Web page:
Andreas Vesalius 1514 -1564

In 1500 the most important books used in the training of doctors were those written by Claudius Galen. Galen's ideas had been dominant for hundreds of years, but were only proved wrong for the first time by Andreas Vesalius.

Who was Andreas Vesalius?
Vesalius was born in Brussels and completed his medical training in Paris. He went on to become Professor of Anatomy at Padua University in Italy. During the Renaissance Padua was a famous centre for medical training. Vesalius believed that the dissection of human bodies was necessary if doctors were to find out how bodies worked. However, the dissection of human bodies was not allowed by the Church. Vesalius therefore had to resort to taking bones from graves and even stealing a body from the gallows so that he could explore the anatomy of the human body.

How did he become well known?
In 1543 Vesalius wrote the first major book about anatomy. It was called 'de Humani Corporis Fabrica' (The Fabric of the Human Body). Vesalius worked closely with the famous artist Titian who produced 277 anatomical illustrations for his book. He pioneered the use of highly illustrated medical text, where the drawings showed the human body in greater detail then ever before.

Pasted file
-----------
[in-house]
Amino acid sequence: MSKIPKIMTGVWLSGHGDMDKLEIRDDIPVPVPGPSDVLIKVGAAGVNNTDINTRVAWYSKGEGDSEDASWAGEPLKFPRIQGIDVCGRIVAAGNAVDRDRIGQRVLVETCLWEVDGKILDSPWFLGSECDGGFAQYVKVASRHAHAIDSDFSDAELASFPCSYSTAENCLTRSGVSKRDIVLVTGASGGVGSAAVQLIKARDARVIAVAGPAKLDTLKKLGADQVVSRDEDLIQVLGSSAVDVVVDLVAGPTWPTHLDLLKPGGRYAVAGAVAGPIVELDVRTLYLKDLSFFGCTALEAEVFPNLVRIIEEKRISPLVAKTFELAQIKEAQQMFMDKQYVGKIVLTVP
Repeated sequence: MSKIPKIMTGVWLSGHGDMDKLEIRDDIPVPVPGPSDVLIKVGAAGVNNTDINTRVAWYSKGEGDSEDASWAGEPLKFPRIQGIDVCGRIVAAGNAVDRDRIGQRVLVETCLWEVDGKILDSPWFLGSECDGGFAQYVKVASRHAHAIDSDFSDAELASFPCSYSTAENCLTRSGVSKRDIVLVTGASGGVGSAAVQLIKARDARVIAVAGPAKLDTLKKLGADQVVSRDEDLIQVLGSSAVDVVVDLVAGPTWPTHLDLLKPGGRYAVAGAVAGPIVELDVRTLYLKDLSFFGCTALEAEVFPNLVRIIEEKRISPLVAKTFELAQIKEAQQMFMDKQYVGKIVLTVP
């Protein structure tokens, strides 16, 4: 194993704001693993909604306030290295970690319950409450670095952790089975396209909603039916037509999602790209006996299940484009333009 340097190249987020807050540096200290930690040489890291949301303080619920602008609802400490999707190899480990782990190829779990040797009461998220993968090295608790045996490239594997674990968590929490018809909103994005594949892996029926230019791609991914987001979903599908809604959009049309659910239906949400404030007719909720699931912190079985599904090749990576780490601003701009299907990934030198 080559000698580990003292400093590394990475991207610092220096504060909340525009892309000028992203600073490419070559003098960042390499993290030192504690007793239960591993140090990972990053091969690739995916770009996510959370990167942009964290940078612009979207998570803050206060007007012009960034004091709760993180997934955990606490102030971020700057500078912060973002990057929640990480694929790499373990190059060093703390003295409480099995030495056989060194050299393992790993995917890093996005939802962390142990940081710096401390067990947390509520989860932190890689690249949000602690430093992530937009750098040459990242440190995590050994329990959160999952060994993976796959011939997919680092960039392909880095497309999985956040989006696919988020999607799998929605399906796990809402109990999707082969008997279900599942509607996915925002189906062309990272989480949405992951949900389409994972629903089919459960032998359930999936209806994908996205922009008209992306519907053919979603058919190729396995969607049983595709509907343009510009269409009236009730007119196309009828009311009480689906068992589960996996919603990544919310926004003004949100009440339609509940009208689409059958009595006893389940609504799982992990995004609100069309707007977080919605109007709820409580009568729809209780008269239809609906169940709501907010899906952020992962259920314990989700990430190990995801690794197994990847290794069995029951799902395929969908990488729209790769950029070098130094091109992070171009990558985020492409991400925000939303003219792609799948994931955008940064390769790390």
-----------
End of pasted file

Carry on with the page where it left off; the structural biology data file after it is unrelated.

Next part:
How did he change medical ideas?
Vesalius's work brought about an important change in medical thinking. He was able to prove that some of Galen's theories were wrong. Galen, who was only able to dissect animals, assumed that humans had the same anatomy. Vesalius by performing dissections on humans revealed anatomical structures previously unknown.

How important was Vesalius?
Vesalius helped establish surgery as a separate medical profession. At the time, though he was criticised, as many people refused to believe that Galen's work could be wrong. The popularity of Vesalius's book, however, meant that his views gradually gained acceptance and greater emphasis began to be placed upon the study of anatomy in medical training.

http://www.bbc.co.uk/schools/gcsebitesize/history/medicine/renaissancemedicinerev3.shtml

http://www.bbc.co.uk/schools/gcsebitesize/sosteacher/history/36384.shtml